CIVIL SER­VICE RE­FORM IS A MUST FOR THE SEC­TOR TO GROW

PRE­VI­OUS GOVERN­MENTS HAD STEERED CLEAR OF ANY REAL AT­TEMPTS TO RE­FORM THE CIVIL SER­VICE, FEAR­ING THAT ROCK­ING THE BOAT MAY NOT AU­GUR WELL DUR­ING ELEC­TIONS.

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While the at­ti­tude of civil ser­vants has of­ten been thought of be­ing the at­ti­tude of Govern­ment, this is not the case.

The re­cent an­nounce­ment by At­tor­ney-Gen­eral and Min­is­ter for the Pub­lic Ser­vice Aiyaz Sayed-Khaiyum on civil ser­vice re­forms is a tip of a rather mas­sive ice­berg. Pre­vi­ous govern­ments had steered clear of any real at­tempts to re­form the civil ser­vice, fear­ing that rock­ing the boat may not au­gur well dur­ing elec­tions.

This led to a cul­ture within the civil ser­vice where maybe their vi­sion to serve the tax­pay­ers was forgotten. Ev­ery­one has heard of hor­ror sto­ries of how deal­ing with Govern­ment de­part­ments meant spend­ing the en­tire day in queues. For decades, this has been the norm. Even to­day, a num­ber of de­part­ments are notorious for giv­ing peo­ple the run around.

While the at­ti­tude of civil ser­vants has of­ten been thought of be­ing the at­ti­tude of Govern­ment, this is not the case.

It is no se­cret there is frus­tra­tion in the cur­rent Govern­ment over lack of per­for­mance in some lev­els of the civil ser­vice. Where pre­vi­ous Govern­ments, to an ex­tent, turned a blind eye to in­ef­fi­cien­cies, we now have World Bank pro­vid­ing tech­ni­cal as­sis­tance to this Govern­ment’s ef­forts to en­sure that the pride and per­for­mance the civil ser­vice has lost over the years can be re­stored. And, work on this has al­ready started.

It is in­ter­est­ing to note that Govern­ment has seen pru­dent to start the re­forms by tak­ing a long hard look at the pay of civil ser­vants. The old adage comes to mind here, which seems rather apt. If you pay peanuts, you get mon­keys. Govern­ment cer­tainly and rightly recog­nises this. We can­not ex­pect to at­tract com­pe­tent peo­ple to work in the civil ser­vice on lousy pay. That’s a fact. An­other fact is that we just can­not have peo­ple in the civil ser­vice work­ing with an at­ti­tude that they will hide be­hind the masses and re­tire com­fort­ably with­out mak­ing any dif­fer­ence.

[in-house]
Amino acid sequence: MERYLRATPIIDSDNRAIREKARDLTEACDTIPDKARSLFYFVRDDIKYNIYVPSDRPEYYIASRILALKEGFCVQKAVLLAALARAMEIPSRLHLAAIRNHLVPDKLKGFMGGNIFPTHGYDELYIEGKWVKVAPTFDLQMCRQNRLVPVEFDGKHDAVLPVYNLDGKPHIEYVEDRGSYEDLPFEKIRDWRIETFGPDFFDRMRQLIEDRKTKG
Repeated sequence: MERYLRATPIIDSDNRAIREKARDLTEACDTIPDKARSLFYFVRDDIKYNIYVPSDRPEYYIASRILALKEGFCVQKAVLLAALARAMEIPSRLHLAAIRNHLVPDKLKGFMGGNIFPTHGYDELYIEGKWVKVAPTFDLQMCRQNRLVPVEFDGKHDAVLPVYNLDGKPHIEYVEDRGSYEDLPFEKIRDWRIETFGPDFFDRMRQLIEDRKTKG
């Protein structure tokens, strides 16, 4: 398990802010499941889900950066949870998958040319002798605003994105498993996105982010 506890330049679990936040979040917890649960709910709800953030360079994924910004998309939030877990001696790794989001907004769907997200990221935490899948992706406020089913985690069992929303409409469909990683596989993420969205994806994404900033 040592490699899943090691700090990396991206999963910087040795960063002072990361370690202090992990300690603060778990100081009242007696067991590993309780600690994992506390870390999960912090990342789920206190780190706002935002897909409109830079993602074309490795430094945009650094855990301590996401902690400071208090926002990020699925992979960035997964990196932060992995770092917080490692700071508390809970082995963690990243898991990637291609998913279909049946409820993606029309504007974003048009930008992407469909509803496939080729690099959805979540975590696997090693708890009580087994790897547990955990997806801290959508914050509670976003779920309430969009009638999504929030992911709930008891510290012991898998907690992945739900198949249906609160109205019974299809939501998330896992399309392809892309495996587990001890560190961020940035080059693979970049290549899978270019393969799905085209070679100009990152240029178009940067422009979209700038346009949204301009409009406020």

An­other fact is that so far too long the civil ser­vice has been politi­cised. For far too long civil ser­vants have played pol­i­tics be­hind the scene. The tech­ni­cal as­sis­tance that World Bank is pro­vid­ing will go a long way. A re­formed, well paid civil ser­vice will no doubt be the change that is very much needed if we are to progress. There may be very good poli­cies made on the top, but if the civil ser­vice is not on the same page as Govern­ment, then the re­sults may not be what would be ex­pected. Govern­ment’s new A–Team–the new Per­ma­nent Sec­re­taries–have a mas­sive task ahead of them. Re­form­ing the civil ser­vice will not be an easy, walk in the park job. But, it is none­the­less a work that needs to be done and done ur­gently. For the good of the na­tion.

It is in­ter­est­ing to note that Govern­ment has seen pru­dent to start the re­forms by tak­ing a long hard look at the pay of civil ser­vants.

Photo: Waisea Nasokia

Photo: Waisea Nasokia

From left: Fiji Air­ways board chair­man, Rajesh Punja, At­tor­ney-Gen­eral and Min­is­ter for Civil Avi­a­tion, Aiyaz Sayed-Khaiyum, man­ag­ing di­rec­tor/chief ex­ec­u­tive of­fi­cer An­dre Viljoen and staff fol­low­ing the an­nounce­ment of the 2015 record profit.

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